How to still a restless mind during meditation?

Hi all!

So I’ve been meditating on and off for several years. Just by closing my eyes and not thinking about anything particularly, which is very relaxing.

Lately I’ve been looking into Buddhism, quite obsessively actually because I love reading about it and practicing it. Regarding the five hindrances, I get really stuck on restlessness. Sometimes I can focus on my breath for a minute perhaps, but mostly I get distracted and start thinking about other things a few breaths into it.

It’s frustrating, because I tell myself that I’m going to remain concentrated and then I’m off again on other thoughts a few seconds later.

Any thoughts on this for a beginner?



Do you follow the five precepts strictly? What about sense restraint? If those things are not relatively stable, your mind will be spread out all over the place. That is why virtue is so important. It brings things together into a certain place in terms of your general lifestyle, i.e. the aggregate of virtue will give you the space to calm things even further. And that must be maintained always, not just when you choose to sit.

I hope that helps. :slightly_smiling_face:

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Hi and welcome.

I think you would like to take a look at the Mahāsatipaṭṭhānasutta (MN 10). What you are describing is part of the path… Briefly, you’ll attentively observe how the hindrances arise and pass by not clinging to them.

Sitting is not the only form of meditation. In the modern world, many of us sit all day anyhow, so it’s good to consider alternate postures for meditation. We really shouldn’t spend all day on our butts.

Walking meditation works great for restlessness. When walking, the senses are paced out literally with each step in a steady rhythm that naturally aligns with the breath. When walking, there is also a palpable sense of the passage of time: One sees what is ahead, what is here and what is past. When walking, it becomes easier to just watch without grasping. Indeed, when walking, one must be aware not to step on sharp stones. This is why walking barefoot is important.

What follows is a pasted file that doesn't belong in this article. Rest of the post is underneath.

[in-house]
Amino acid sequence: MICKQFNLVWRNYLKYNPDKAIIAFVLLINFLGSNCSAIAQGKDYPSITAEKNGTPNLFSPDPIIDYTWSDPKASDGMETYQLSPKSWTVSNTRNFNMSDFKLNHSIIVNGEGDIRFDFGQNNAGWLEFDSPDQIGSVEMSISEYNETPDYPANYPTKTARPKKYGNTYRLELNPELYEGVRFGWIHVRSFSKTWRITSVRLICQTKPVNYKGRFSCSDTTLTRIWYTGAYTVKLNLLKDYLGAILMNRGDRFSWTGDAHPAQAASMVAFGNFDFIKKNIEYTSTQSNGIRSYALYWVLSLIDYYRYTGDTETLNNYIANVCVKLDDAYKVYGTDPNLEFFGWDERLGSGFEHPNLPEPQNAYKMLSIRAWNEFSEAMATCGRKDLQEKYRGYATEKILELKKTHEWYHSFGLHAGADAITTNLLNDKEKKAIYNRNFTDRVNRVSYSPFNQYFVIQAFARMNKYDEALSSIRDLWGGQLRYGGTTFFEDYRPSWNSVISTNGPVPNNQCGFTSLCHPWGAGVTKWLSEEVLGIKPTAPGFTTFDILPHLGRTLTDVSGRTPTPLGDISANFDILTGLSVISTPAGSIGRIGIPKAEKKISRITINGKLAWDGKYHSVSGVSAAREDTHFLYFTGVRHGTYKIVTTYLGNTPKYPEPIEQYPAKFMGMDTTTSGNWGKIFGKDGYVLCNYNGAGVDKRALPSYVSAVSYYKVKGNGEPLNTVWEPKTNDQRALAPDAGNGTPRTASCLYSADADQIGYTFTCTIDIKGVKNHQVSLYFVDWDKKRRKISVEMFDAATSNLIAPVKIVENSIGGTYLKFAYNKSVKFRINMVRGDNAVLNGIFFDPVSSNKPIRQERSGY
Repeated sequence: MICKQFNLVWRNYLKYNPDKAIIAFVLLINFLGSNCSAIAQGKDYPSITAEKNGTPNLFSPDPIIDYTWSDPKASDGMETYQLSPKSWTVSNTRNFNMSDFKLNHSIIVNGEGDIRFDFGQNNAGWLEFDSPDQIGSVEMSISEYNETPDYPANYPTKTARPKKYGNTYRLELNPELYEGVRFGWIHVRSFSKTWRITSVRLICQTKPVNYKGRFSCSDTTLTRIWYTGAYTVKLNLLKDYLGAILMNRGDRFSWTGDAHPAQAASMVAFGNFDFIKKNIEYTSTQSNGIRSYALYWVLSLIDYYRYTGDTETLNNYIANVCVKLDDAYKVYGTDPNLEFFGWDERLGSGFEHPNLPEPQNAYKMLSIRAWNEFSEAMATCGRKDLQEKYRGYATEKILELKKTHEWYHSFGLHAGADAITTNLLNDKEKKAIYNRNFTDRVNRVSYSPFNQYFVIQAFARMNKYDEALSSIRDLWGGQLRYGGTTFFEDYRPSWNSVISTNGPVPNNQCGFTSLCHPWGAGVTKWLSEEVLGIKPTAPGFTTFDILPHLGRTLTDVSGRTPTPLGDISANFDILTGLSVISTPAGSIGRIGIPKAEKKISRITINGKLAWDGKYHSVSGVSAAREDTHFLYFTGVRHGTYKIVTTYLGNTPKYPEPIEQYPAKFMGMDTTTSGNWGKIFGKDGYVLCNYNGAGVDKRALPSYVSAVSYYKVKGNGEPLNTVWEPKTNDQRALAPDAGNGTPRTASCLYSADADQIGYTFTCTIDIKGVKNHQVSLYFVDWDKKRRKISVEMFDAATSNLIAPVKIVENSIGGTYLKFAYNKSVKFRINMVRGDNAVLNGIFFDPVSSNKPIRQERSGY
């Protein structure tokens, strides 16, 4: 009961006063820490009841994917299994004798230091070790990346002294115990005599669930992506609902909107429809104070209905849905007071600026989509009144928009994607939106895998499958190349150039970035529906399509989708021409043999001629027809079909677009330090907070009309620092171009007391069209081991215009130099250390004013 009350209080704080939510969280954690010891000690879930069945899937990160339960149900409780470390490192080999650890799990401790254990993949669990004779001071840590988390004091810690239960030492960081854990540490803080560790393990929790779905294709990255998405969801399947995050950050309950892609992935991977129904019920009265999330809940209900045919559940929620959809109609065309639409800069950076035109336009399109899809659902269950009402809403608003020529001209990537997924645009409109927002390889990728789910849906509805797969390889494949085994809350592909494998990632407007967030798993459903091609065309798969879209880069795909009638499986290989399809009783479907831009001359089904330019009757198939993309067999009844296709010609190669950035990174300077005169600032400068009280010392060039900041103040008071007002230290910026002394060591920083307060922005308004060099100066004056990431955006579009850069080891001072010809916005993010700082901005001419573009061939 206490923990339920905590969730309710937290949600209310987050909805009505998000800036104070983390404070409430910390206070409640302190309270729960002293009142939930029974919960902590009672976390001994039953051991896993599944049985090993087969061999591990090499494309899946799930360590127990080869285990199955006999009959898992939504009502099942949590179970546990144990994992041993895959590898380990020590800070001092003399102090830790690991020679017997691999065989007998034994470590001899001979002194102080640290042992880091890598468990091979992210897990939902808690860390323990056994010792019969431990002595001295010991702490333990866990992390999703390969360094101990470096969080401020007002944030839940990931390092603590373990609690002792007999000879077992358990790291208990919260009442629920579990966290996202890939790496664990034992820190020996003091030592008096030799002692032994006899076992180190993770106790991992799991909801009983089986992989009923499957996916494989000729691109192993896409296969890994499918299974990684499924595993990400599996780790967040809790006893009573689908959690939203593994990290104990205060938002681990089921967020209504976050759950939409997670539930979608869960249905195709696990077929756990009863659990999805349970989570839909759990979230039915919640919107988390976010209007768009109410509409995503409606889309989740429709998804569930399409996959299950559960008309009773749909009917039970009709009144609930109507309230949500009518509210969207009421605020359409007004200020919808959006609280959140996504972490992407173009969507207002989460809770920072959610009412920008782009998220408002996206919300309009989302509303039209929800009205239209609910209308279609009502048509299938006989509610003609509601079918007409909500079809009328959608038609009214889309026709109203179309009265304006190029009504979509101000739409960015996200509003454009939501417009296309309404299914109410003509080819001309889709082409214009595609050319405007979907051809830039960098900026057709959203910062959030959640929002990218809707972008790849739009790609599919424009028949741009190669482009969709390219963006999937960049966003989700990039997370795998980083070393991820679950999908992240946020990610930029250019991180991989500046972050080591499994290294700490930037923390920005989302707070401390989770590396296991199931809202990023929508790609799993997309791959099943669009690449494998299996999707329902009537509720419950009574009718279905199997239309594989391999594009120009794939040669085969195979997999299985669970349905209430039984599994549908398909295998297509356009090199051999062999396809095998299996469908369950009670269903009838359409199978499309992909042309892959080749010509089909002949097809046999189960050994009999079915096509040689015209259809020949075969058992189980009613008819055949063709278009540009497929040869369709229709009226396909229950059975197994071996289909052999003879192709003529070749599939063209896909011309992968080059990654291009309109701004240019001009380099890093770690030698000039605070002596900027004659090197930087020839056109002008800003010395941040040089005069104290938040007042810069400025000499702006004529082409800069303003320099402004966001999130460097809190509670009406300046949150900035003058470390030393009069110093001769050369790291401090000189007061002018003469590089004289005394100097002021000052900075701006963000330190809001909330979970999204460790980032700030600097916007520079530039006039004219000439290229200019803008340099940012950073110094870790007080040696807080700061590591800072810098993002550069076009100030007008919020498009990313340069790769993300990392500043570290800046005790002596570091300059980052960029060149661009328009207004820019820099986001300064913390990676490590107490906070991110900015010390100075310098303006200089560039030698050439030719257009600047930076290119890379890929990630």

AN5.29:1.1: “Mendicants, there are five benefits of walking meditation.
AN5.29:1.2: What five?
AN5.29:1.3: You get fit for traveling, fit for striving in meditation, and healthy. What’s eaten, drunk, chewed, and tasted is properly digested. And immersion gained while walking lasts long.

As a person inclined towards restlessness, I’m much more content walking meditation. In general, struggling with restlessness is counterproductive. Please see quote of Ven. Sariputta’s summary about forceful suppression:

DN34:1.6.69: Right immersion with five knowledges.
DN34:1.6.70: The following knowledges arise for you personally: ‘This immersion is blissful now, and results in bliss in the future.’
DN34:1.6.71: ‘This immersion is noble and spiritual.’
DN34:1.6.72: ‘This immersion is not cultivated by sinners.’
DN34:1.6.73: ‘This immersion is peaceful and sublime and tranquil and unified, not held in place by forceful suppression.’
DN34:1.6.74: ‘I mindfully enter into and emerge from this immersion.’

Sitting is not the only form of meditation.


Ajahn Brahm has two stages before “picking up” the meditation object which might be useful. They are described here

And welcome to the forum. Good to have you here. If you have any questions on the first two stages after reading the booklet you can PM me.


You are familiar with buddhism? Then it is easy to look up things I will mention.

Restlessness is caused by attachment to the world. The past, the future, six sense pleasure, the body, friends, everything outside that will tempt us.

To counteract this, try doing brief contemplation before meditation session. 5 - 10 minutes.
The topic can be chosen from this list:
Truth of Suffering
Cycle of Samsara
Dissatisfaction of sense pleasure
2nd noble truth, Cause of Suffering.

The Anapanasati sutta states the breath is only a preliminary, and the next step is body awareness related to the influence of energy input afforded by air. Remember if we stop breathing for a few minutes there are consequences. From there the awareness of the body leads to the second tetrad, the induction of pleasant feeling, this being a fundamental of the path described in the next stage of Satipatthana. So the practitioner should begin developing knowledge of the Anapanasati sutta.

MN 20 describes a series of steps to take to calm distracting thoughts:

Welcome to the forum!

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